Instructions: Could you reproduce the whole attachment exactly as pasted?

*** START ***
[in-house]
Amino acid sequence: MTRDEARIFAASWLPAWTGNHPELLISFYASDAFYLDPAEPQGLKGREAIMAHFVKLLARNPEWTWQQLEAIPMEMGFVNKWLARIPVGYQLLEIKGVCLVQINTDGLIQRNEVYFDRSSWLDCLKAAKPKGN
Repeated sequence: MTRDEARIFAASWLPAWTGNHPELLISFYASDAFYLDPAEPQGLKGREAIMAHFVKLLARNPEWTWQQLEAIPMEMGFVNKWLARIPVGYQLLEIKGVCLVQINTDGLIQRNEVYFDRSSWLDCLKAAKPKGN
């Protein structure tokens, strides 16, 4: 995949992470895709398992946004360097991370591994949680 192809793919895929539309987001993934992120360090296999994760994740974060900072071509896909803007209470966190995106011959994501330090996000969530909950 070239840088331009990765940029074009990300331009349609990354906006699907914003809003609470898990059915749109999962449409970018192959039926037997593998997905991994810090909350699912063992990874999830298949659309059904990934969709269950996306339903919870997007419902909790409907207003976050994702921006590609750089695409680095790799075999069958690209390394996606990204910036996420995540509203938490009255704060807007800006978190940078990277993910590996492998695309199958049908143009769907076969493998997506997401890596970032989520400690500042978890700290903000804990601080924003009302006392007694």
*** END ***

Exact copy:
[in-house]
Amino acid sequence: MTRDEARIFAASWLPAWTGNHPELLISFYASDAFYLDPAEPQGLKGREAIMAHFVKLLARNPEWTWQQLEAIPMEMGFVNKWLARIPVGYQLLEIKGVCLVQINTDGLIQRNEVYFDRSSWLDCLKAAKPKGN
Repeated sequence: MTRDEARIFAASWLPAWTGNHPELLISFYASDAFYLDPAEPQGLKGREAIMAHFVKLLARNPEWTWQQLEAIPMEMGFVNKWLARIPVGYQLLEIKGVCLVQINTDGLIQRNEVYFDRSSWLDCLKAAKPKGN
């Protein structure tokens, strides 16, 4: 995949992470895709398992946004360097991370591994949680 192809793919895929539309987001993934992120360090296999994760994740974060900072071509896909803007209470966190995106011959994501330090996000969530909950 070239840088331009990765940029074009990300331009349609990354906006699907914003809003609470898990059915749109999962449409970018192959039926037997593998997905991994810090909350699912063992990874999830298949659309059904990934969709269950996306339903919870997007419902909790409907207003976050994702921006590609750089695409680095790799075999069958690209390394996606990204910036996420995540509203938490009255704060807007800006978190940078990277993910590996492998695309199958049908143009769907076969493998997506997401890596970032989520400690500042978890700290903000804990601080924003009302006392007694």